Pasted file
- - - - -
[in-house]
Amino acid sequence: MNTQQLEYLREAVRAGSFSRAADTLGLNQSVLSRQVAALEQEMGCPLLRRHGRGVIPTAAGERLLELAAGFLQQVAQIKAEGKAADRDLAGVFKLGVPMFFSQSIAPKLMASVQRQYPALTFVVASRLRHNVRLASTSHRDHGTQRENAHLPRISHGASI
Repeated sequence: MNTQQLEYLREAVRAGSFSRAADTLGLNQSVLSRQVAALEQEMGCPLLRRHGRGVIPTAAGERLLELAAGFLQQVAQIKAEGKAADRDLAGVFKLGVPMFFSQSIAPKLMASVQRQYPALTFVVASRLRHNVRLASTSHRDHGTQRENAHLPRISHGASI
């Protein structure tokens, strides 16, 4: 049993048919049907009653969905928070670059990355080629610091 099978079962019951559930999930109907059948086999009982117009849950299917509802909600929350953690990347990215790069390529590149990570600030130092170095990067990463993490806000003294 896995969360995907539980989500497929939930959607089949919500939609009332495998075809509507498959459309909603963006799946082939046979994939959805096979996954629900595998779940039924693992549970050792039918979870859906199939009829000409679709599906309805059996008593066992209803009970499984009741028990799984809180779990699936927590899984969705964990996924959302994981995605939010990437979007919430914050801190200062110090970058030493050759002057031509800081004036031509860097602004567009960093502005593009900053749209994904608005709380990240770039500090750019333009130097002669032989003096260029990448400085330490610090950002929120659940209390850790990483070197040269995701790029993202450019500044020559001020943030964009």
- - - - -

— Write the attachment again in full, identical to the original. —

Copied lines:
[in-house]
Amino acid sequence: MNTQQLEYLREAVRAGSFSRAADTLGLNQSVLSRQVAALEQEMGCPLLRRHGRGVIPTAAGERLLELAAGFLQQVAQIKAEGKAADRDLAGVFKLGVPMFFSQSIAPKLMASVQRQYPALTFVVASRLRHNVRLASTSHRDHGTQRENAHLPRISHGASI
Repeated sequence: MNTQQLEYLREAVRAGSFSRAADTLGLNQSVLSRQVAALEQEMGCPLLRRHGRGVIPTAAGERLLELAAGFLQQVAQIKAEGKAADRDLAGVFKLGVPMFFSQSIAPKLMASVQRQYPALTFVVASRLRHNVRLASTSHRDHGTQRENAHLPRISHGASI
């Protein structure tokens, strides 16, 4: 049993048919049907009653969905928070670059990355080629610091 099978079962019951559930999930109907059948086999009982117009849950299917509802909600929350953690990347990215790069390529590149990570600030130092170095990067990463993490806000003294 896995969360995907539980989500497929939930959607089949919500939609009332495998075809509507498959459309909603963006799946082939046979994939959805096979996954629900595998779940039924693992549970050792039918979870859906199939009829000409679709599906309805059996008593066992209803009970499984009741028990799984809180779990699936927590899984969705964990996924959302994981995605939010990437979007919430914050801190200062110090970058030493050759002057031509800081004036031509860097602004567009960093502005593009900053749209994904608005709380990240770039500090750019333009130097002669032989003096260029990448400085330490610090950002929120659940209390850790990483070197040269995701790029993202450019500044020559001020943030964009």